Power: fans love to watch it, any sane boxer hates facing it – but counting down the hardest punchers in every weight class in boxing is no easy task.
There’s fighters like David Lemieux, who have heavy hands but – sorry Dave – not a lot else. And what good is power if you can’t land it? Then there’s rising stars with fantastic KO streaks but can they take it to the top level? Edgar Berlanga scored 16 first-round KOs in succession, yet has gone the distance four times since a slight step up in class.
Wilder has shown his power in the heavyweight division by flooring Tyson Fury more than onceGetty
Class is what either of these punchers possess, however. From a charismatic heavyweight slugger to a monstrous bantamweight banger, these are the 17 most dangerous men in boxing.
Heavyweight: Deontay Wilder
Hot competition in boxing’s blockbuster division with Tyson Fury now sitting down on his shots and Anthony Joshua boasting natural power. But Wilder owns unnatural power. The 6ft 6in ‘Bronze Bomber’ has 41 KOs in 45 fights and has stopped every foe he’s faced aside from Fury – who he’s put down four times in three fights. One of the most freakishly hard punchers ever.
Wilder unleashed a few bombs on Fury during their trilogyMikey Williams/Top Rank
Cruiserweight: Yuniel Dorticos
Britain has two lanky bangers in Lawrence Okolie and Richard Riakporhe but they’re junior medics compared to Cuba’s ‘KO Doctor’ Dorticos. Mairis Briedis has succeeded Oleksandr Usyk as the no.1 at 200lb, but Dorticos’ right hand remains the division’s biggest threat. The veteran has an 85% knockout ratio and demolished Jesse Bryan in two rounds last time out.
Dorticos has a professional record of 25-2Getty
Light-heavyweight: Artur Beterbiev
Dmitry Bivol may be the talk of 175lb after he upset Canelo Alvarez, but it’s his fellow Russian – the fearsome, Zangief-looking Beterbiev – who has a perfect 17-0 (17 KOs) record. That is at least until Beterbiev faces another big puncher, Joe Smith Jr, this weekend in a spicy battle. Brits Anthony Yarde and Josh Buatsi hit hard too, but ‘King Artur’ rules supreme. For now.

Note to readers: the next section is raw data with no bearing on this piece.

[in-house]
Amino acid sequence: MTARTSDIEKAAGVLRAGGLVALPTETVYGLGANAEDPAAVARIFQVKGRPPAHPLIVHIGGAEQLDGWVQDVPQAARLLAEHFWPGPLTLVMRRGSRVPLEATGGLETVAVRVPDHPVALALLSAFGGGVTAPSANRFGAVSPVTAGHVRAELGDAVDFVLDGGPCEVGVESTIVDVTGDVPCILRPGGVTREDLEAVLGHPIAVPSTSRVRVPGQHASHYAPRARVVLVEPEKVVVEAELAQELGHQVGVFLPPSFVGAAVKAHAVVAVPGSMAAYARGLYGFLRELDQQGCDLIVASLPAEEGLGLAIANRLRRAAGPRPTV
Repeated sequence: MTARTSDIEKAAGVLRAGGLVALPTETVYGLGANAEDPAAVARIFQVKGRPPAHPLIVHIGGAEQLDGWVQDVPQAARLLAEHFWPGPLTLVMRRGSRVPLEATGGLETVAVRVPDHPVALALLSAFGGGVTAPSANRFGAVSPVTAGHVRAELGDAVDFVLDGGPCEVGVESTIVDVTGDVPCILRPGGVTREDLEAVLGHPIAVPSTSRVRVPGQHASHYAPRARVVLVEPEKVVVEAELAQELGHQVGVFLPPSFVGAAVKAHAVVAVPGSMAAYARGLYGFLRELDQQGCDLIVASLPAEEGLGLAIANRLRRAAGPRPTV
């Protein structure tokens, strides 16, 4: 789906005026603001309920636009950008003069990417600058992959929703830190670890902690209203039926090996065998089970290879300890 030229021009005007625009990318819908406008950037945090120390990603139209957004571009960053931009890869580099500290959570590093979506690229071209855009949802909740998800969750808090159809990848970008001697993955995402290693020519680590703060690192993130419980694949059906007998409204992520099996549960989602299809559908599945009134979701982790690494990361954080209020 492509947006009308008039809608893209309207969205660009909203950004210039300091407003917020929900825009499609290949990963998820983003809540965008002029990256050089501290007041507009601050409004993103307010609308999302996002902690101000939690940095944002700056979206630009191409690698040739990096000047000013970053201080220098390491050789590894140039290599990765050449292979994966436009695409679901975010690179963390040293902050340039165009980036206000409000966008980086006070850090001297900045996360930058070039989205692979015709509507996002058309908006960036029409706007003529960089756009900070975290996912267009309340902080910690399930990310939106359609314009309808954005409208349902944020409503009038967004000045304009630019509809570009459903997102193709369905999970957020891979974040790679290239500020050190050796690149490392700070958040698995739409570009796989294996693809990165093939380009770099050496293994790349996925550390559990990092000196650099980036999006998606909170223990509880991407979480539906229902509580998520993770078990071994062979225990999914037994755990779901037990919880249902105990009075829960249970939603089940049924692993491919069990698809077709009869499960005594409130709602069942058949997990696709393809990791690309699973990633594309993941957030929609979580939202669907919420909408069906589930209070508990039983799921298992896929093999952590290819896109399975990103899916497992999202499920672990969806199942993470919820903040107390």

Beterbiev beat Joe Smith Jr during the light heavyweight title bout at Madison Square GardenGetty
Super-middleweight: Canelo Alvarez
Stalking an opponent to land one perfect KO shot did not work for Mexico’s superstar against Bivol at 175lb – but Alvarez is still a destructive finisher. Spectacular stoppages include Sergey Kovalev, James Kirkland and breaking Billy Joe Saunders’ orbital bone with an uppercut. David Benavidez is big and heavy-handed, but Canelo has real one-punch power at 168lb.
Canelo is a four-weight world championRyan Hafey/PBC
Middleweight: Gennady Golovkin
‘Triple G’ isn’t quite the blistering puncher he used to be – unable to be so rapid with his shots at age 40 – but he remains a demolitions expert. Golovkin once put together a 23-fight KO streak, is able to knock foes out with either fist and has the arsenal of a master boxer rather than just being a raw slugger. Owns an 84% KO ratio and stopped Ryota Murata in April.